Smaller Projects


  • HTML5/CSS3 Template

    Creating an HTML5/CSS3 template for use as a project "jump-start" or for rapid prototyping has always seemed to be a work in progress. This is the latest version.

    The page has some description of the work, plus I have made some of the core files available for easy viewing.

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  • Responsive UI Development Helper

    This is a simple script I wrote to make it easy to develop a responsive UI. All you need to do is add the script at the bottom of the page and it does the rest. There is a dependency on jQuery.

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  • Responsive Animated Ad Banners

    I began this project attempting to use only CSS3's animation but quickly ran into problems creating a persisting end state of the animation. With a bit of effort, I did come up with a quirky solution that was less than optimal and I could see that I would have to spend a fair amount of time with each different animation sequence.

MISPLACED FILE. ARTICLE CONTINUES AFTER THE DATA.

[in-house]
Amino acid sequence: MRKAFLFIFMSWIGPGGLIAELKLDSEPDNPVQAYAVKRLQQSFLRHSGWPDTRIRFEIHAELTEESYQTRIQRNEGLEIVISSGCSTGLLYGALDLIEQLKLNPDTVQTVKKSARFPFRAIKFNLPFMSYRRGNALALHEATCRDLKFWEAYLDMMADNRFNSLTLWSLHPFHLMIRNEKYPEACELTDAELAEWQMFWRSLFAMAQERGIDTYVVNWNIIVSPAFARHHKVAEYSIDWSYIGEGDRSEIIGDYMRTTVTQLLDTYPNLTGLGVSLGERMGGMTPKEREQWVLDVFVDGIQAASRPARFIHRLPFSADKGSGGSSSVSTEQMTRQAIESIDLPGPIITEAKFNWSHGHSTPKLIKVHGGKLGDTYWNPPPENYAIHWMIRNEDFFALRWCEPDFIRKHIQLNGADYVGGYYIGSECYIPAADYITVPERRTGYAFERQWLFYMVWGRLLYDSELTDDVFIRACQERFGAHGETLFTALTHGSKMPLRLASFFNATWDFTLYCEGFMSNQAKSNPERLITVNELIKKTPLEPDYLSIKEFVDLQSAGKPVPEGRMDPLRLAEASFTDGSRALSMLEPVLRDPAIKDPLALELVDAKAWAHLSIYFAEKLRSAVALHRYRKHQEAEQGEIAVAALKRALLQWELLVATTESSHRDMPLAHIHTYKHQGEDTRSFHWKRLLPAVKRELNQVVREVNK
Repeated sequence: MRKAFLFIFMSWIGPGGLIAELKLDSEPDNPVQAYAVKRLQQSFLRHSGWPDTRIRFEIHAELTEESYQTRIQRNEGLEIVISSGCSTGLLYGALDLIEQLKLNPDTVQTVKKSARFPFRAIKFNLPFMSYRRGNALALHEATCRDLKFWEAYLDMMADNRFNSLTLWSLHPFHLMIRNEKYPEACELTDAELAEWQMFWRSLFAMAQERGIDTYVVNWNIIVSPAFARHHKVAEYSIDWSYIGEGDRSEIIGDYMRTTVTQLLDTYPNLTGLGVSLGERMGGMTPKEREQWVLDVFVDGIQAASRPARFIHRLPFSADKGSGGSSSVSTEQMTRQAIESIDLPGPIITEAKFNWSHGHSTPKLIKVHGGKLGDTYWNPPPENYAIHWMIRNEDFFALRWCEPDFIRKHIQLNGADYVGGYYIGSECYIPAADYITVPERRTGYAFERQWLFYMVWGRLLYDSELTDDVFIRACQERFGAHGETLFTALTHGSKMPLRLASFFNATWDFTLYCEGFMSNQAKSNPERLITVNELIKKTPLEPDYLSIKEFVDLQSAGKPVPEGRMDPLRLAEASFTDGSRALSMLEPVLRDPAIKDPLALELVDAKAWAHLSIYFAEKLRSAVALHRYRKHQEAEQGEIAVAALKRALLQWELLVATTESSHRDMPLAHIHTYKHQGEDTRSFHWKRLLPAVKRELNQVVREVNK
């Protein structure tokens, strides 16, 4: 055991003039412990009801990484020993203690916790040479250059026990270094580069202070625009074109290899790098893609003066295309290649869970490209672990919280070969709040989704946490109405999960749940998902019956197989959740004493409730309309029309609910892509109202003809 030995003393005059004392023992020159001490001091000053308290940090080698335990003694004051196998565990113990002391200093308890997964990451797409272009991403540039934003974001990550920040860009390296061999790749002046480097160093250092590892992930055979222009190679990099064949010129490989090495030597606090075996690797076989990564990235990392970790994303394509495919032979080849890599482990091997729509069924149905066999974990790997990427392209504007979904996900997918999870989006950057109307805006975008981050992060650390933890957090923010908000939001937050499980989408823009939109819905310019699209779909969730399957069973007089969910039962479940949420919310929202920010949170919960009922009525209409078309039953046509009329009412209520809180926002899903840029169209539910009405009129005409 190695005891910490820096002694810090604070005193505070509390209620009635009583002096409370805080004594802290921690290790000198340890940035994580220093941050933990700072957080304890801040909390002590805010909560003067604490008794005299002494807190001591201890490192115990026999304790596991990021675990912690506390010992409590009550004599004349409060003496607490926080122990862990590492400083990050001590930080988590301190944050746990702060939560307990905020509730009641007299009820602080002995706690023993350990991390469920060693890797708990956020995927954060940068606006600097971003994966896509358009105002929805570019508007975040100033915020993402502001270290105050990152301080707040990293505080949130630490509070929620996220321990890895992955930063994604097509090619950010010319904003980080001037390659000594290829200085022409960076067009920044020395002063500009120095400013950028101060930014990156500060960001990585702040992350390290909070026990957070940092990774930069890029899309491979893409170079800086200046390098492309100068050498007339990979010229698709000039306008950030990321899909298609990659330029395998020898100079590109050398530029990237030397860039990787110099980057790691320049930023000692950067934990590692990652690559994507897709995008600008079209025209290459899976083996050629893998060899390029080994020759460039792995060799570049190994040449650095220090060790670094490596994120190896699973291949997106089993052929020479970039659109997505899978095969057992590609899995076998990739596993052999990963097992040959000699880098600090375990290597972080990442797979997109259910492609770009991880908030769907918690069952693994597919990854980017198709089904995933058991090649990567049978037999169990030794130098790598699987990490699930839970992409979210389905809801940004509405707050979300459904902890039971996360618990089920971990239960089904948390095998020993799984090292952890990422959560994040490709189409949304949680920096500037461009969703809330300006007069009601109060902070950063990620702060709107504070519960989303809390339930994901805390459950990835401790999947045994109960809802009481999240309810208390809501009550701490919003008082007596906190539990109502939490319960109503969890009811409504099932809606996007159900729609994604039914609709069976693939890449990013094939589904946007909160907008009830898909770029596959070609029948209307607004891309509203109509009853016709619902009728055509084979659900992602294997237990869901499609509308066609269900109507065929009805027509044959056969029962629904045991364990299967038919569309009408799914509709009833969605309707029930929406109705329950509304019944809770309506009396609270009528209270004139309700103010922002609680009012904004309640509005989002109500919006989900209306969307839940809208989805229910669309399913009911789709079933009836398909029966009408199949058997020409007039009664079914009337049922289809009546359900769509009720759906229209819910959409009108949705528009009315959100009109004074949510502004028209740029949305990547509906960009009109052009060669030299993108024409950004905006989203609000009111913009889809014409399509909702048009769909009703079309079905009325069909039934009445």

After confirming this to be a known issue with CSS3 animation, I chose to depend on jQuery Transit for the heavy lifting in my animations. This plugin is fantastic and easy to use, allowing me to focus more on the Ad itself rather than overcoming limitations with CSS3 animations. It began to feel much like the CSS hacks of old days CSS.

    The "Header Color Key" on the demo maps the changing bg color of the header to the relative window width. Try resizing the browser or view this page on a tablet or mobile device.

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  • Responsive Banner